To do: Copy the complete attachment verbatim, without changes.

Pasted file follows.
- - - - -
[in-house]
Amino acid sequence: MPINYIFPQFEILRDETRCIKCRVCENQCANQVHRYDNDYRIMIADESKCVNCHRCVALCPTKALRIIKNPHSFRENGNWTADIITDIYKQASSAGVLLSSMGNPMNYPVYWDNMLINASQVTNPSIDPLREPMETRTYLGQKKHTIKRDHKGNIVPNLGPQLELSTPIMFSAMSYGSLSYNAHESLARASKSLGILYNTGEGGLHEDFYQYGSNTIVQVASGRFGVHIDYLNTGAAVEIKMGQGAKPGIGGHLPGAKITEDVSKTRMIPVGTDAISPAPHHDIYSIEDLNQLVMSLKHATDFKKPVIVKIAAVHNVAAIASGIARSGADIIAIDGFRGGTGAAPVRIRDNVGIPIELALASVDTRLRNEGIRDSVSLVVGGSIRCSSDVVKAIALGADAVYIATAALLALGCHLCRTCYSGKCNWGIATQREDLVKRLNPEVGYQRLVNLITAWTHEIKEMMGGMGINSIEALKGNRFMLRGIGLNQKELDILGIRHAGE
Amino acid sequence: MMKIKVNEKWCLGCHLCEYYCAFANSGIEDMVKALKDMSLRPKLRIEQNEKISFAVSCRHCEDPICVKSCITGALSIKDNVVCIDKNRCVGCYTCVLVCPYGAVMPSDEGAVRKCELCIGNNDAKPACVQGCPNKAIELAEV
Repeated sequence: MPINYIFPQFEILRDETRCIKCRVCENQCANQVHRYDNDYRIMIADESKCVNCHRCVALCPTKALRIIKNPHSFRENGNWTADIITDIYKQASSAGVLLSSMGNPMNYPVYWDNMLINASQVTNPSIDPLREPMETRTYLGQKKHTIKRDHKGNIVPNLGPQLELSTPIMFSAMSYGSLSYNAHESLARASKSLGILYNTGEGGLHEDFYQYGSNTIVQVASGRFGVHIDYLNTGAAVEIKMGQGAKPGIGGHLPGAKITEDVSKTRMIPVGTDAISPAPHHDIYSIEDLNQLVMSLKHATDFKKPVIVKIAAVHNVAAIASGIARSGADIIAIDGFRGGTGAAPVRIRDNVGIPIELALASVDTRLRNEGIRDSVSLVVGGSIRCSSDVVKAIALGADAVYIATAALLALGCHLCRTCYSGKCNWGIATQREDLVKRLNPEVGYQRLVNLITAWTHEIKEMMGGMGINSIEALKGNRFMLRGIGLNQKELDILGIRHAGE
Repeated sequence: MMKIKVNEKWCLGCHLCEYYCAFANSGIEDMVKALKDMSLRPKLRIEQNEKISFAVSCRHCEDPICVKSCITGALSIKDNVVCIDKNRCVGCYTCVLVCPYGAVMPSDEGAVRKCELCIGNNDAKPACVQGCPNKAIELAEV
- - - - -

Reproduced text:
[in-house]
Amino acid sequence: MPINYIFPQFEILRDETRCIKCRVCENQCANQVHRYDNDYRIMIADESKCVNCHRCVALCPTKALRIIKNPHSFRENGNWTADIITDIYKQASSAGVLLSSMGNPMNYPVYWDNMLINASQVTNPSIDPLREPMETRTYLGQKKHTIKRDHKGNIVPNLGPQLELSTPIMFSAMSYGSLSYNAHESLARASKSLGILYNTGEGGLHEDFYQYGSNTIVQVASGRFGVHIDYLNTGAAVEIKMGQGAKPGIGGHLPGAKITEDVSKTRMIPVGTDAISPAPHHDIYSIEDLNQLVMSLKHATDFKKPVIVKIAAVHNVAAIASGIARSGADIIAIDGFRGGTGAAPVRIRDNVGIPIELALASVDTRLRNEGIRDSVSLVVGGSIRCSSDVVKAIALGADAVYIATAALLALGCHLCRTCYSGKCNWGIATQREDLVKRLNPEVGYQRLVNLITAWTHEIKEMMGGMGINSIEALKGNRFMLRGIGLNQKELDILGIRHAGE
Amino acid sequence: MMKIKVNEKWCLGCHLCEYYCAFANSGIEDMVKALKDMSLRPKLRIEQNEKISFAVSCRHCEDPICVKSCITGALSIKDNVVCIDKNRCVGCYTCVLVCPYGAVMPSDEGAVRKCELCIGNNDAKPACVQGCPNKAIELAEV
Repeated sequence: MPINYIFPQFEILRDETRCIKCRVCENQCANQVHRYDNDYRIMIADESKCVNCHRCVALCPTKALRIIKNPHSFRENGNWTADIITDIYKQASSAGVLLSSMGNPMNYPVYWDNMLINASQVTNPSIDPLREPMETRTYLGQKKHTIKRDHKGNIVPNLGPQLELSTPIMFSAMSYGSLSYNAHESLARASKSLGILYNTGEGGLHEDFYQYGSNTIVQVASGRFGVHIDYLNTGAAVEIKMGQGAKPGIGGHLPGAKITEDVSKTRMIPVGTDAISPAPHHDIYSIEDLNQLVMSLKHATDFKKPVIVKIAAVHNVAAIASGIARSGADIIAIDGFRGGTGAAPVRIRDNVGIPIELALASVDTRLRNEGIRDSVSLVVGGSIRCSSDVVKAIALGADAVYIATAALLALGCHLCRTCYSGKCNWGIATQREDLVKRLNPEVGYQRLVNLITAWTHEIKEMMGGMGINSIEALKGNRFMLRGIGLNQKELDILGIRHAGE
Repeated sequence: MMKIKVNEKWCLGCHLCEYYCAFANSGIEDMVKALKDMSLRPKLRIEQNEKISFAVSCRHCEDPICVKSCITGALSIKDNVVCIDKNRCVGCYTCVLVCPYGAVMPSDEGAVRKCELCIGNNDAKPACVQGCPNKAIELAEV